SciPost Thesis Link

Title:  Femtosecond vibrational dynamics in hydrogen-bonded systems
Author:  Sander Woutersen
As Contributor:   (not claimed)
Type: Ph.D.
Field: Physics
  • Atomic, Molecular and Optical Physics - Experiment
Approach: Experimental
Degree granting institution:  University of Amsterdam
Supervisor(s): Ad Lagendijk; Huib J. Bakker
Defense date:  1999-06-01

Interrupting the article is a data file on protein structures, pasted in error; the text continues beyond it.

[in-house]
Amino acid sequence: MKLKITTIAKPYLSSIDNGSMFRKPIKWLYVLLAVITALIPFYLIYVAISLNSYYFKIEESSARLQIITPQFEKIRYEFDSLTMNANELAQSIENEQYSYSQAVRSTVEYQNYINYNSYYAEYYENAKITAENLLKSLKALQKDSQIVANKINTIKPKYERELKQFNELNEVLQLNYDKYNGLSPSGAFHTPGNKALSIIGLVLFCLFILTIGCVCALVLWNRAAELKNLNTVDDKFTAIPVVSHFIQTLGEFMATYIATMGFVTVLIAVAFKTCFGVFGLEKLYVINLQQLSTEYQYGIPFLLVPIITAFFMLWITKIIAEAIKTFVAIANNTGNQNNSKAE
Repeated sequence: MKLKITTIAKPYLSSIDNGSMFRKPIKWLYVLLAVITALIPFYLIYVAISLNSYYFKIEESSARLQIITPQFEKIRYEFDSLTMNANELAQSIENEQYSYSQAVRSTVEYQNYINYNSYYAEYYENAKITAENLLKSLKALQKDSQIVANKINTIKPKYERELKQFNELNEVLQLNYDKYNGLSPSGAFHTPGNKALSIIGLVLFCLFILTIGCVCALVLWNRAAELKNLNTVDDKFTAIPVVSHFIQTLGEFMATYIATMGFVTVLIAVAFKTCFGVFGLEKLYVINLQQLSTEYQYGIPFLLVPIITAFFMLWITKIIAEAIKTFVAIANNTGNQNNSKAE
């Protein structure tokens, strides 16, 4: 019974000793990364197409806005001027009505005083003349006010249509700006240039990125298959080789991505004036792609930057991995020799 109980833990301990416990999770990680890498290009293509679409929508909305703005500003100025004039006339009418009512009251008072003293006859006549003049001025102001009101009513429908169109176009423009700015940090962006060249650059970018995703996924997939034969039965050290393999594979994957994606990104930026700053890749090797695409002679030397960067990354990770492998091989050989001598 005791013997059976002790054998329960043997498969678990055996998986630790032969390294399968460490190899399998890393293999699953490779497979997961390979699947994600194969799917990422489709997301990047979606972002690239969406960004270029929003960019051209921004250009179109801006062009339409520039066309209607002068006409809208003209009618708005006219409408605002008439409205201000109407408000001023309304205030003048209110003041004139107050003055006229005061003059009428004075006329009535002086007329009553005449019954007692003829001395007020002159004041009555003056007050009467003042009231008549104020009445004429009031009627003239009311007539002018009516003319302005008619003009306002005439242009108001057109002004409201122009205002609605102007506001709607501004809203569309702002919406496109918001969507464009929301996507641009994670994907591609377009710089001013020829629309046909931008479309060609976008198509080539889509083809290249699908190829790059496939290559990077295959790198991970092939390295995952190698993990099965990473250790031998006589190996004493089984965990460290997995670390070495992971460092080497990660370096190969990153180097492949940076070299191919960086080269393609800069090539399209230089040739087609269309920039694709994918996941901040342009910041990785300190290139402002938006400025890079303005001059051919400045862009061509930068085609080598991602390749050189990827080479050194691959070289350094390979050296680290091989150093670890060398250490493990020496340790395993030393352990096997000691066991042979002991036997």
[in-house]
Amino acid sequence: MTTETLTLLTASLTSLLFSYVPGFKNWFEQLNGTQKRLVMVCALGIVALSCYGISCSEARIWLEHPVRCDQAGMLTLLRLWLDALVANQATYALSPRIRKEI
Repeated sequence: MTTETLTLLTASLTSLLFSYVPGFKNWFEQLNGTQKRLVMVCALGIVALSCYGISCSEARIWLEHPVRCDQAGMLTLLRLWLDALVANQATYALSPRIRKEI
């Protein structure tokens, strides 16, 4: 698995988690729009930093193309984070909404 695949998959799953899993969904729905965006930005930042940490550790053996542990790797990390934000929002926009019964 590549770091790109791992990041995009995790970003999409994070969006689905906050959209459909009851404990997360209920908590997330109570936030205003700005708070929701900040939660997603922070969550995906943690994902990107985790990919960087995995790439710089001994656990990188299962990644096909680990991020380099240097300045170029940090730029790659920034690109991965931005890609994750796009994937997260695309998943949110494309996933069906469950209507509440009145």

This thesis is concerned with the dynamical behavior of vibrational excitations in hydrogen-bonded systems. In particular, we have investigated the dynamics of the OH-stretch mode in water, ice, and hydrogen-bonded ethanol clusters. The dynamics of the OH-stretch mode supplies important information on the structure and dynamics of the hydrogen bonds in these systems, because the OH-stretch vibration and the hydrogen bond are strongly coupled. The method used in our experiments is that of time-resolved pump- probe spectroscopy: an intense resonant pump pulse excites a fraction of the OH-groups from the ground (v=0) state to the first excited (v=1) state, and a second, delayed probing pulse monitors the vibrational dynamics. By detecting the probe pulse in a polarization-resolved manner, the orientational dynamics of the vibrational excitation can be monitored as well. We found that in hydrogen-bonded ethanol clusters, excitation of the OH-stretch mode leads to a fast (subpicosecond) predissociation of the hydrogen bond. The predissociation lifetime decreases with increasing hydrogen-bond strength, as a consequence of the stronger coupling between the OH-stretch mode and the hydrogen bond. The polarization-resolved measurements show that the OH-stretch excitation is rapidly delocalized over the ethanol molecules in the hydrogen-bonded cluster. The strong coupling of the OH-stretch mode and the hydrogen bond in water leads to several remarkable features in the vibrational dynamics of this liquid. We found that the excitation of the OH-stretch mode in dilute solutions of HDO in D2O leads to a dynamic Stokes shift of the OH-stretch frequency. This Stokes shift is a consequence of the fact that the minima of the hydrogen-bond potentials in the v=0 and v=1 states occur at different positions. Upon excitation from the v=0 to the v=1 state, the hydrogen bond is initially in a non-equilibrium position and the subsequent relaxation (contraction) to its equilibrium position in the v=1 state causes a dynamic Stokes shift of the OH-stretch frequency. The coupling between the OH-stretch mode and the hydrogen-bond leads to an approximately linear relation between the hydrogen-bond strength and the OH-stretch frequency. This means that by tuning the center frequency of the infrared pulses used in our experiments to a particular OH-stretch frequency, we can in principle selectively study subensembles of water molecules with a specific hydrogen-bond strength. In this way, we were able to study the influence of hydrogen-bonding on the orientational dynamics of HDO molecules dissolved in D2O. It was found that the orientational relaxation of a water molecule can occur on two distinct time scales, depending on the local hydrogen-bond structure. On the basis of our measurements, we propose a model for the hydrogen-bond strength dependence of the orientational relaxation constant. In this model, we also take into account the dynamic Stokes shift of the OH-stretch vibration that occurs upon excitation to the v=1 state. It is found that the model accurately describes both our pump-probe measurements and the low-frequency dielectric response function of liquid water. As a consequence of the strong coupling between the OH-stretch mode and hydrogen bond, energy can be transferred very efficiently from the first excited state of the OH-stretch mode to the hydrogen-bond mode. The vibrational lifetime in water is observed to become longer with increasing temperature, in contrast to what is generally observed. This can be explained by the fact that the average coupling strength between the OH-stretch and hydrogen-bond mode decreases with increasing temperature. It is well known that in pump-probe experiments, the observed transients are strongly influenced by coherent coupling between the pump and probe pulses. This effect is well understood and has been described quantitatively in many studies. If the pump and probe pulses have the same center frequency, the coherent coupling leads to an additional contribution to the pump-probe signal, that can easily be mistaken for a spectral hole in a transient pump-probe spectrum. Using a third-order perturbation expansion of the density matrix, we show that the “spectral holes” in the OH-stretch bands of water and ethanol, which were recently reported by Laenen et al., are in fact such coherent coupling contributions to the pump-probe signal, and have nothing to do with the vibrational dynamics of the OH-stretch vibration. Finally, we have presented the first observation of an incoherent vibrational photon echo. Compared to coherent photon-echo spectroscopy, the method of incoherent photon echoes has the advantage of experimental simplicity: since the time resolution is determined by the coherence time rather than the duration of the light pulses used in a photon-echo experiment, a good time-resolution can be obtained using relatively long pulses. We demonstrate this in a vibrational photon-echo experiment with sub picosecond time resolution using pulses with a duration of 20 picoseconds. It is only since a few years that it is possible to generate the short and intense mid- infrared pulses needed for femtosecond time-resolved vibrational spectroscopy. In this short period, femtosecond spectroscopy on the OH-stretch mode has revealed many new aspects of the complex dynamics of hydrogen-bonded systems such as liquid water. There is no doubt that in the future, as femtosecond vibrational time-resolved spectroscopy will be used to investigate even more complicated systems, such as surfaces, adsorbates, and proteins, many other unexpected properties of matter will be revealed.